When a division bench of the Supreme Court (India's apex court) gave the landmark judgment in the Anjan Kumar case, in February last year, declaring that the offspring of a tribal mother and a non-tribal father cannot be treated as Scheduled Tribe (ST), it did not create much of stir in the predominantly tribal states of the north east. But now, voices of dissent are being heard as the judgement has begun to have an adverse impact, particularly on the matrilineal tribes of Meghalaya, where the effects are turning out to be nothing short of a socio-political earthquake.
Tremors of the judgement were first felt in the political arena, when citing the ruling, Kharumnuid, a voter from Sohryngkham constituency in East Khasi Hills District, wrote a letter to Congress President Sonia Gandhi cautioning her against giving a ticket to sitting party legislator, Charles Pyngrope, as the seat is reserved for the ST. Pyngrope's father is a non-tribal, while his mother belongs to the Pyngrope clan of Khasi tribe. Pyngrope takes his mother's title, as is the custom of the Khasi, a matrilineal tribe.
With Meghalaya going to the polls within the next nine months, the letter is an indicator of many more such letters to come, as a number of political leaders in the state, including the cabinet, come from a mixed parentage. **
More recently, the Income Tax department also created an upheaval by directing 450 tax deducting authorities to start deducting tax from those born of mixed parentage. In fact, they have been told to file their tax return for the current fiscal year to avoid imposition of interest or penalty. So far they had been enjoying income tax exemption under section 10 (26) of the IT Act.
Incidentally, a significant number of Meghalaya's successful business class falls under this category. When approached for clarification on the issue, the IT department denied exemption despite people producing ST certificates duly issued by the state.
Meanwhile, Income Tax Commissioner H. Raikhan said that as the judgement had not been challenged, his department had no option but to comply. "We also felt that it (the SC ruling) may not apply to Meghalaya, which follows matrilineal traditions, but we cannot go on without obeying it," he said.
These incidents have opened a virtual Pandora's Box in Meghalaya, where, even otherwise, the increasing trend of mixed marriages has become a major bone of contention among the local populace, some of who claim that this is bringing in demographic changes that are ringing the death knell for matrilineal tribes.
As they are perfectly within their rights as per the Khasi or Garo customs, people of mixed parentage have sought the protection of the Khasi Hills Autonomous District Council (KHADC). H.S. Shylla, chief executive member of KHADC, said that they would file a special leave petition in the Supreme Court for the exemption.
However, many among Shylla's compatriots feel that the ruling should be seen as a blessing. Said K. Pariat, president of Syngkhong Rympei Thymmai (SRT), "We welcome the Supreme Court ruling. This is exactly what we need to save our tribe from being totally assimilated by the dominant population surrounding us. We feel that the honourable judges, particularly Justice H.K. Sema, knew what they were talking about. Justice Sema is a Naga and has lived in Shillong. He must have seen how the law is being misused by the dominant community." The SRT has been campaigning for changing the Khasi system from matrilineal to patrilineal claiming that matrilineal customs have rendered the tribe open to mercenary marriages wherein men of a dominant community have married Khasi women just for the sake of getting exemptions and enjoying other economic privileges.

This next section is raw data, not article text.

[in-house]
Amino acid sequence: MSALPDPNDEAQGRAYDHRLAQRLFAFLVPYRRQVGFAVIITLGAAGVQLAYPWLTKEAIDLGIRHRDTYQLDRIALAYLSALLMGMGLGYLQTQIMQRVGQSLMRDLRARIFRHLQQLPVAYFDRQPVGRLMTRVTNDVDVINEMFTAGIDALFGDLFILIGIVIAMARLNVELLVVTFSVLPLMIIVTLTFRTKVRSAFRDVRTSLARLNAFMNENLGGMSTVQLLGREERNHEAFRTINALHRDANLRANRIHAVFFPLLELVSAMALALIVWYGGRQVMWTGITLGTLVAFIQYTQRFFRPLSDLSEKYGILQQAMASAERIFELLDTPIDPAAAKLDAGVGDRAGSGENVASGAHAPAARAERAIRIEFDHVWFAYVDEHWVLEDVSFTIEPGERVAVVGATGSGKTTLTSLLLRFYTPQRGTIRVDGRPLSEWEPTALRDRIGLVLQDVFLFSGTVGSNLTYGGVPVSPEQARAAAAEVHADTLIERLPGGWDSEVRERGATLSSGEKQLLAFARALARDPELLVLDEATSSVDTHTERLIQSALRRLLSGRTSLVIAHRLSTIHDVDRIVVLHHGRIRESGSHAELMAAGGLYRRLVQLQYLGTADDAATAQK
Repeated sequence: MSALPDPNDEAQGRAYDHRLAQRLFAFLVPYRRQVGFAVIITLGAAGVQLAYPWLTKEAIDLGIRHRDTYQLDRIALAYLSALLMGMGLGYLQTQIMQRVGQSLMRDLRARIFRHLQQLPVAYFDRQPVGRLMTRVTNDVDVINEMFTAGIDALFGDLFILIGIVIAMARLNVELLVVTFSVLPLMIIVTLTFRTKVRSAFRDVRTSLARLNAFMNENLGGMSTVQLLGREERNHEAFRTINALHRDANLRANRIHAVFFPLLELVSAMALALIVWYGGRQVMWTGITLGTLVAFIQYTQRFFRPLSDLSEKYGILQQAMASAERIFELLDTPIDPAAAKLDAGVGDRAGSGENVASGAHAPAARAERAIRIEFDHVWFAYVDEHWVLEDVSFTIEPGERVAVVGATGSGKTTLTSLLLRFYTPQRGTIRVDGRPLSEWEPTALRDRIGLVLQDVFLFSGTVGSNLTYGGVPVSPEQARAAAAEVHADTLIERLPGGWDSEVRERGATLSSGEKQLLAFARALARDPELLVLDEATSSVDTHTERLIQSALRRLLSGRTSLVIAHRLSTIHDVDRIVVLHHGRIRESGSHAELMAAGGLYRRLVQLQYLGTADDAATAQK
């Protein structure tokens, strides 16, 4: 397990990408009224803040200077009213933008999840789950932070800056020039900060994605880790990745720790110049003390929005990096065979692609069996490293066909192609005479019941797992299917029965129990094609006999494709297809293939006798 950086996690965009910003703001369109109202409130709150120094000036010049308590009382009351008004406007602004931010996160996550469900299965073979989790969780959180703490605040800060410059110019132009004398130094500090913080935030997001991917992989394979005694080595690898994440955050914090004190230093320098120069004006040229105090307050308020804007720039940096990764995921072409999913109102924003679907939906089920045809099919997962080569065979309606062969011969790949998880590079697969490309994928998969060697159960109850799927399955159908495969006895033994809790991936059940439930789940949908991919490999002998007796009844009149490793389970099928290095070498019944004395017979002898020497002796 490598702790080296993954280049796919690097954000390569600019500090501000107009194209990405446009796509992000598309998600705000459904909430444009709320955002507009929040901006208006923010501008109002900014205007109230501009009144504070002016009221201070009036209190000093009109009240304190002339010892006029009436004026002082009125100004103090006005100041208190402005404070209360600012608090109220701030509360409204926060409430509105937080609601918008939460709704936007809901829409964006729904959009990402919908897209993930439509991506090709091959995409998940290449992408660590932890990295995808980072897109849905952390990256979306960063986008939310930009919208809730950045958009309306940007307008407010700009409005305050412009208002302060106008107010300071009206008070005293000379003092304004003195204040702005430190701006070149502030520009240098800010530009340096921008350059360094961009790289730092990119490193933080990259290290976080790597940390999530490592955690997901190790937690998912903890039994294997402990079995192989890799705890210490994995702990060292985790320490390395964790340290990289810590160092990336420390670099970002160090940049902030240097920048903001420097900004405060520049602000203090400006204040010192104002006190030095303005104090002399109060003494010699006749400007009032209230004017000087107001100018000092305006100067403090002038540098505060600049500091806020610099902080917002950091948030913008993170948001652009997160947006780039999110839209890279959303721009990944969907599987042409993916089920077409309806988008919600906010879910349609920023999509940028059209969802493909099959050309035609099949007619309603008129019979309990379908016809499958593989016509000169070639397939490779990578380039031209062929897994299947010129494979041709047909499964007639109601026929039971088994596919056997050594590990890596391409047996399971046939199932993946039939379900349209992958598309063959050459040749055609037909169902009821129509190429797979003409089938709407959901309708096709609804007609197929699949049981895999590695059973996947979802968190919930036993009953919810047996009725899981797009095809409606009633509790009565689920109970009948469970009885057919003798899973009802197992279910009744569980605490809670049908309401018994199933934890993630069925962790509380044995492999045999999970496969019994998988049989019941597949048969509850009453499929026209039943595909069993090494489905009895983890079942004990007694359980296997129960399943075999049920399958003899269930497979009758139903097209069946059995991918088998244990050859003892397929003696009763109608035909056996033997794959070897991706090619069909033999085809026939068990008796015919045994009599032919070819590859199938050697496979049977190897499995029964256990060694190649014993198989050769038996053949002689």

Pariat admitted that not all such marriages can be called 'mercenary'. But added that there are enough examples of such marriages of 'convenience' where the non-tribal man has an 'asli' (real) wife back in the home state and a 'tribal' wife here for business convenience.
While the urbanites grapple with the problem, tribal village councils in the remote parts of the state have already taken steps to discourage the trend. Several village councils have passed resolutions forbidding local women from marrying non- Khasis. If any happen to do so, they have to leave the village. In the Jaintia Hills, where the rich coal mines have attracted a huge migrant population, the village councils have been forced to draw this line to stop the trend which, they say, poses a threat to the future of the tribe.
"Mixed marriages are definitely an issue," said Mihsalin Suchiang, a legislator from Jaintia Hills. He, however, says that most women, who marry outsiders are those who have been 'rejected' or left by their tribal husbands. "It's a deeper issue and we have to look into our own system to stop this trend," he said.
Even as the matrilineal tribes try and look for a way out of the situation forced upon them by the SC ruling, tribes that follow the patriarchal traditions may not show similar chaos; but they, too, are wrestling with the implications mixed marriages, which are seen to be 'physically' endangering the long term survival of the tribe's 'bloodlines'.
What title a child adopts is a personal choice. But it has deep social-economic- political impact on a small tribe when it happens in large numbers. The SC has passed many judgments affirming a child's right to be recognised by either parent's title. There is also a ruling, which upholds the right of the mother to be recognised as her child's legal guardian in case there is a dispute with the father. But all these rulings affirming gender equality do not seem to hold true if the offspring has a non-tribal father and a tribal mother. For now, the right of the tribal mother to pass on her lineage to the offspring has been curtailed by the SC.